A decade and a half ago, when I became obsessed with Socialist Alternative, Socialist Worker, Militant and Resistance – in the process imagining their membership as comprising a majority of Victoria’s student body rather than merely a tiny number of activists who put posters up everywhere – my brother said consistently that if these Trotskyists came to power they would do the same things that were done in what I then called (and still do as a joke) the ‘Empire of State Capitalist Dictatorship’ (ESCD), ‘State Capitalist Dictatorship of China’ (SCDC), ‘State Capitalist Dictatorship of Korea’ (SCDK) and ‘State Capitalist Satellite of Germany’ (SCSG; German ‘Staatskapitalistischer Satellit Deutschlands’ or ‘S.K.S.D.’). In particular, my brother once spoke of the “Democratic People’s Republic of Australia” and that all Australia’s major cities would be renamed as they were in the Russian empire after the leaders of the revolution like “Bloodworthgrad”, “Lee Ackgrad”, “Bloodworthsk” and so on. (He admitted though that such names would be tongue-twisting to pronounce).
The Trotskyist groups themselves deny this would happen and that with workers controlling the system through workers’ councils under genuine socialism this would not happen unless it was voted for. They believe that all Russia’s place name changes came after Stalin began his counterrevolution and are not a part of true socialism with workers owning the means of production. With age, I have become very sceptical of claims that the violent class struggle and workers’ militia advocated by groups like Socialist Alternative could produce the utopia of equality, abundance and sustainability they claim, but still their ideas are interesting.
A couple of days ago, in a marginally curious mood, I looked in the State Library and found a seemingly interesting book titled Women of the Far Right: the Mothers’ Movement and World War II by one Glen Jeansonne. I retrieved it immediately, although I did not read it until yesterday, but when I had a good look it seemed both interesting and repetitive. Repetitive because it showed these conservative women attacking not only FDR, but also his first Lady Eleanor Roosevelt for being too modern or masculine. Interesting because it showed up many new facts – for instance that Henry Ford was targeted by both the Democrats and Republicans for the 1924 Presidential election!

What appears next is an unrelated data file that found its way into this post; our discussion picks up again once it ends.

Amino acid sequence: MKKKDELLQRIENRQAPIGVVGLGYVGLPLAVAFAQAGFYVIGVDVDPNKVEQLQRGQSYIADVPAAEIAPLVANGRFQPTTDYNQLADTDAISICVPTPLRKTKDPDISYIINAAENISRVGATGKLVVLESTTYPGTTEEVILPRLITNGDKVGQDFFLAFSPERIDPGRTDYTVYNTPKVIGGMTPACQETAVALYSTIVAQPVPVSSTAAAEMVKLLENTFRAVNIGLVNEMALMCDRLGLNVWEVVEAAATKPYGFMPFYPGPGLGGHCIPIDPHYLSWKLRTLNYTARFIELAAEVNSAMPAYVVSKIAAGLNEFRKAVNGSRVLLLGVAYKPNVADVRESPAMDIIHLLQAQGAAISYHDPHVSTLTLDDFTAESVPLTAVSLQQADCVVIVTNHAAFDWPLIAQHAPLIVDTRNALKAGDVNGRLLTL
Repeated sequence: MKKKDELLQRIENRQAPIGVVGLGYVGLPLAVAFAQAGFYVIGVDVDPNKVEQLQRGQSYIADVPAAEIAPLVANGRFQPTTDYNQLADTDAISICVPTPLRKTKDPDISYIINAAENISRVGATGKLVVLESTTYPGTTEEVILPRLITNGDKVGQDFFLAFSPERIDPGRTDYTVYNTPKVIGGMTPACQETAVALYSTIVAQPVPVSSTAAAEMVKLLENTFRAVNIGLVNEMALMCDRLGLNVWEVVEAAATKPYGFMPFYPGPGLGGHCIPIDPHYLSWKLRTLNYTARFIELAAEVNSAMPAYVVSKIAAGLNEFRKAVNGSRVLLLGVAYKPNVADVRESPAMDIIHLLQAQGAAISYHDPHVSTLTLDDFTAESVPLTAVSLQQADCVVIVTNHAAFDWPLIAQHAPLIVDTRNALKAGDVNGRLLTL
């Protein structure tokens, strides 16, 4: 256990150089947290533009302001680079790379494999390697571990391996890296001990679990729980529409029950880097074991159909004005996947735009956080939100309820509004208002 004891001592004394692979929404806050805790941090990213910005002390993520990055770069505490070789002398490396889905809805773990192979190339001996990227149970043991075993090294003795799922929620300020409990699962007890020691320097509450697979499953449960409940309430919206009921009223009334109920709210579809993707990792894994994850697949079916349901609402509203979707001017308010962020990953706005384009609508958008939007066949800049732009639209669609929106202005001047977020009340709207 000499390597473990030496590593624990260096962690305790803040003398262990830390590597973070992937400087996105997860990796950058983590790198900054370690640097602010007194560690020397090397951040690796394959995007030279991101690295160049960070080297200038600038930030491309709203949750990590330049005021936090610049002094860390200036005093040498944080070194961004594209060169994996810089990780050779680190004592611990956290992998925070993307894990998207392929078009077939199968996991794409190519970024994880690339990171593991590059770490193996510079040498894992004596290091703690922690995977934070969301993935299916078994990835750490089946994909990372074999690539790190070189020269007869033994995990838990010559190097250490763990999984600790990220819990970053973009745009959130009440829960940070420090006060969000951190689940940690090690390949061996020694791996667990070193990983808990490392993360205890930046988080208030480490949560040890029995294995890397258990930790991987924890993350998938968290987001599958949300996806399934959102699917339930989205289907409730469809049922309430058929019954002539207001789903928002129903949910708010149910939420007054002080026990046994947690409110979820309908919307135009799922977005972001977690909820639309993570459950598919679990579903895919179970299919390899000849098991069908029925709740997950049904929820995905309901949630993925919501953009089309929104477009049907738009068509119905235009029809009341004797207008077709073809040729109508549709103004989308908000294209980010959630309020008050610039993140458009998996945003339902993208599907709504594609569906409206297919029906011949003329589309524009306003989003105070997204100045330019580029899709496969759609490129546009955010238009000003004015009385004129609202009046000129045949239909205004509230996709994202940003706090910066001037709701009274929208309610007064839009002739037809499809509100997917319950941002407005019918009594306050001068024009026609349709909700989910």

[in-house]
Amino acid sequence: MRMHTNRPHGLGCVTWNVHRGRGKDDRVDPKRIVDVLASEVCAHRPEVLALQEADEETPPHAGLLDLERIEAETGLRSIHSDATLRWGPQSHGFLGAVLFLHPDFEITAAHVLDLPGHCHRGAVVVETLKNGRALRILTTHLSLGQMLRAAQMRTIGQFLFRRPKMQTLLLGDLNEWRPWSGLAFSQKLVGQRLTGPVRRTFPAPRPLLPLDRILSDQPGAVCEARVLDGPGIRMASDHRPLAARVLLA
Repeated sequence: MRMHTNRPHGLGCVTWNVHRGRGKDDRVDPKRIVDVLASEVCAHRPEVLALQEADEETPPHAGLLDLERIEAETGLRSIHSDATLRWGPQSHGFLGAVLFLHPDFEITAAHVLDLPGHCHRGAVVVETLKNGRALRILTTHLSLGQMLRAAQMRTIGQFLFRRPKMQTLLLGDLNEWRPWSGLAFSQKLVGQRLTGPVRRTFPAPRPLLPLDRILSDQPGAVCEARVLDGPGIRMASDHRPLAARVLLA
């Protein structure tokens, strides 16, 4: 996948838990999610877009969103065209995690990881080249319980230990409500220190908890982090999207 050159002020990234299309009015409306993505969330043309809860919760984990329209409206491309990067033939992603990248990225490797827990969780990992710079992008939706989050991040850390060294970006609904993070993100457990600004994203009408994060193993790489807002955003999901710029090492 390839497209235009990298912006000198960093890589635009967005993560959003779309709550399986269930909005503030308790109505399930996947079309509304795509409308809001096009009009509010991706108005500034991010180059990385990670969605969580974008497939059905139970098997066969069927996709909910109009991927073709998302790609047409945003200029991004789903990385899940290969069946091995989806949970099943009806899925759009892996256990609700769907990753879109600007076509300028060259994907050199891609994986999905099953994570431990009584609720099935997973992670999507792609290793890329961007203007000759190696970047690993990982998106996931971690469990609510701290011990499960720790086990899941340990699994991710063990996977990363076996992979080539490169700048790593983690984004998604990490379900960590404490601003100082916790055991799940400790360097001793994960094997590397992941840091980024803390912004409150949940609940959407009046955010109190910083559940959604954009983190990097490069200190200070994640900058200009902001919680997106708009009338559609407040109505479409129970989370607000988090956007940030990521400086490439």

The most startling thing I have found in a partial read of Jeansonne’s book, however, was quite startling both as a fact and as a memory. It was that when right-wing “Mother’s Movement” activist Elizabeth Dilling went to Russia, she was not only horrified at the shortages of basic goods and the doctrinaire atheism, but also discovered maps where major cities in the US (which were not mentioned in the book) were renamed after Stalinist heroes – exactly like my brother joked would happen if Trotskyists took over in Australia.
It is surprising that no anti-Communist has ever widely publicised this – let alone reveal exactly what names Stalinists would have given major American cities had they become able to execute their plan. If they could have done this, it would be interesting to imagine the response of affected Americans. Would they have been much more appalled than my brother – who took the story as a joke although he still held dogmatically to the idea that a revolution in an advanced or especially in a resource-super-rich nation would have the same result as in more primitive Russia, China, Yugoslavia and Cuba.
Another fact untold by historians found in Women of the Far Right is that opposition to the Vietnam War through wanting the Vietcong to win had a precedent. Numerous anti-Communist and/or anti-Semitic parties during the 1930s and before Pearl Harbor opposed World War II because they wanted the Nazis to win – a story which neither the PIGs nor standard textbooks nor the Trotskyists tells today’s children. Most of the people in Jeansomme’s book fall into this category, and for this reason the book gives a lot of insight as to why the US, Canada and New Zealand did so little to accept Jewish refugees from Europe – only the marginal Trotskyists wanted to remove all restrictions on Jewish immigration and thus prevent the Holocaust, and FDR turned back many Jews to their death (Canada and New Zealand were vastly worse still).
These days, findings so unexpected as the story of Elizabeth Dilling are rare enough to be more shocking than when I first read Socialist Alternative and seemingly discovered that what I was taught about socialism and capitalism in schools was wrong, or the reverse finding from reading Hans Hoppe or Murray Rothbard.